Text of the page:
by Keith Moul
Yes, I once ached for the national game,
baseball then, a pedagogical ritual for me,
a calling to rational beauty, physical love.
I arrived to watch the groundsman’s love
too, his affection for his hose, chalk and all.
The starter would warm in the bullpen, arms,
legs, some sweat, with a familiar zip to the mitt.
A fan says “This guys throws out of his sleeve;
he stokes the heater, oils the slurve. Bring on
their kitchens, throw open their wheelhouses,
he’ll saw them off to the knuckle, exploding
bat splinters under their nails!” We can all sing
an inherited anthem to baseball’s revered idiom.
But from the start, the game fails its hyperbole:
first: our pitcher misses the black, four wide ones
to four batters for a run, but five before it ends;
second: could it be worse? wild in the middle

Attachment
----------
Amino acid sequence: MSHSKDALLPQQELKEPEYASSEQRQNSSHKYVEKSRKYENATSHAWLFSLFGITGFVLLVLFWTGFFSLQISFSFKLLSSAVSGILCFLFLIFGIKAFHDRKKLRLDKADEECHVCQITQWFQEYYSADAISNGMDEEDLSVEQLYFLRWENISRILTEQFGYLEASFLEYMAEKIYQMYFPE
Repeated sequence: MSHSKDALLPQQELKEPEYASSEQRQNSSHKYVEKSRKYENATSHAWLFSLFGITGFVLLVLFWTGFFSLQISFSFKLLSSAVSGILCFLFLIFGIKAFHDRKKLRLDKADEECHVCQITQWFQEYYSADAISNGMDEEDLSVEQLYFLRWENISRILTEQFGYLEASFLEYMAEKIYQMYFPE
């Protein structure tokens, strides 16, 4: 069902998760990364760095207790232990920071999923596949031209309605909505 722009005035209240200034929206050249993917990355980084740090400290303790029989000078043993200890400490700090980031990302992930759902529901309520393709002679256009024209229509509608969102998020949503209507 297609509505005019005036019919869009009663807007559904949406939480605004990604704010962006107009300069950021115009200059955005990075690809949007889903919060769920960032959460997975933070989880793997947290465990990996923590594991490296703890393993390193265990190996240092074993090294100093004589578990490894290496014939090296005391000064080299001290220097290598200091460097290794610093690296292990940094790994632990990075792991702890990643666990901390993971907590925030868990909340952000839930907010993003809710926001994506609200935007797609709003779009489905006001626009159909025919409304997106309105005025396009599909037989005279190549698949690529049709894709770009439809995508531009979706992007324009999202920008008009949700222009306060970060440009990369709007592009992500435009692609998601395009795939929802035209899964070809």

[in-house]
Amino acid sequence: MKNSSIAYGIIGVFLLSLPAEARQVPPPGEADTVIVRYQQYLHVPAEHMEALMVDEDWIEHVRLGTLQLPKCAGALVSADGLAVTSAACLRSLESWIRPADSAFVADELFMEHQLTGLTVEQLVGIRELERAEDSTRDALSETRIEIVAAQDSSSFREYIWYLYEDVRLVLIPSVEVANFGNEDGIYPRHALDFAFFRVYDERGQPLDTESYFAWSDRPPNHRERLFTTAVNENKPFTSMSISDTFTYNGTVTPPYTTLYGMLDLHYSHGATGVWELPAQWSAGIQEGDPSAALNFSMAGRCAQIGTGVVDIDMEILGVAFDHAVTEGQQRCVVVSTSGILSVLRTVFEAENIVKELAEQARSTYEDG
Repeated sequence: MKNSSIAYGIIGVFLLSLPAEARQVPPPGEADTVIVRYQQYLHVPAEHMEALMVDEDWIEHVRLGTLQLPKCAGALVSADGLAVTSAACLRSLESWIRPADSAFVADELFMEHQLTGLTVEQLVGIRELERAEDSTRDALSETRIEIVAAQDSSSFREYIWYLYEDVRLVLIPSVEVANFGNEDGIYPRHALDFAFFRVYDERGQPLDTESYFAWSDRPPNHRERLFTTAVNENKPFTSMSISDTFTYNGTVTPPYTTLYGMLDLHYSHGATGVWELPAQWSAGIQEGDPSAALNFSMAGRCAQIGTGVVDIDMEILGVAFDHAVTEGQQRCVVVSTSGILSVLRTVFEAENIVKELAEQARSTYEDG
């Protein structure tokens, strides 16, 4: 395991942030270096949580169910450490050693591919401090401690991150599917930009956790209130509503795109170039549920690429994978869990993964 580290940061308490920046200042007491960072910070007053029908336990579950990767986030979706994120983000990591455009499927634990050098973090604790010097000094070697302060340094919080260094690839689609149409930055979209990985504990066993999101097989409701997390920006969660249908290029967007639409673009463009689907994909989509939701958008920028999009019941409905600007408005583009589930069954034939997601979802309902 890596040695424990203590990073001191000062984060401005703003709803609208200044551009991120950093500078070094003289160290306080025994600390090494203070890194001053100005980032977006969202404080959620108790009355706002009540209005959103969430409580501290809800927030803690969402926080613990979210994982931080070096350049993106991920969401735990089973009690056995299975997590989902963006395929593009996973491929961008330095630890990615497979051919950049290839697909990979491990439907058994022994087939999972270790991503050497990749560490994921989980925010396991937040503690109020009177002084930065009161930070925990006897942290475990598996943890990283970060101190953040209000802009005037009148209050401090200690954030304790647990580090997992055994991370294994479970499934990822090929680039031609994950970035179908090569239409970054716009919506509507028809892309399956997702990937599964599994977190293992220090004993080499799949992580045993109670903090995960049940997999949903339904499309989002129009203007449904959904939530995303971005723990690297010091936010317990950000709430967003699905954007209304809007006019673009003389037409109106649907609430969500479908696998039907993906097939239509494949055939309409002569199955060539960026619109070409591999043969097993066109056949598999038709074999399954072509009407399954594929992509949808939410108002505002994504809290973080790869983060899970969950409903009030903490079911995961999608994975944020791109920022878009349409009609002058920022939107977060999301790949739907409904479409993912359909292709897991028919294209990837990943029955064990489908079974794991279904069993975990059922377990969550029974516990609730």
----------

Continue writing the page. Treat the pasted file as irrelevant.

of the plate; settle in with long relief: two more
runs, an error, nary a hit; oh those bases on balls!
The plate doesn’t jump, but Wiley Joe says “Take!”
Third: our lower third misses signs, whiffs into
a run and hit double play, an ignoble waste of sun!
Fourth: long relief succumbs to Baltimore chops,
bull pen committee shelled; hail to the Browns!
Fifth: line drives leave seam scars on timid psyches;
hurl pitches in their kitchens, more jam jobs; more
slides, spikes up; no loud outs at the wall; we need
ol’ ‘mo’ to shift, bat around, take the extra base, cut
‘em with seeds to any base, an unassisted triple play.
Humiliated, I leave to a peaceful evening, innings 6
-9 missing from my scorecard, therefore too painful,
one of many summers of fruitless hopes, languishing
with jargon in the second division, unsanitary hosiery.
Seek other affections, more promising, not so haunted
by age and mediocrity: perhaps the arousal of tennis.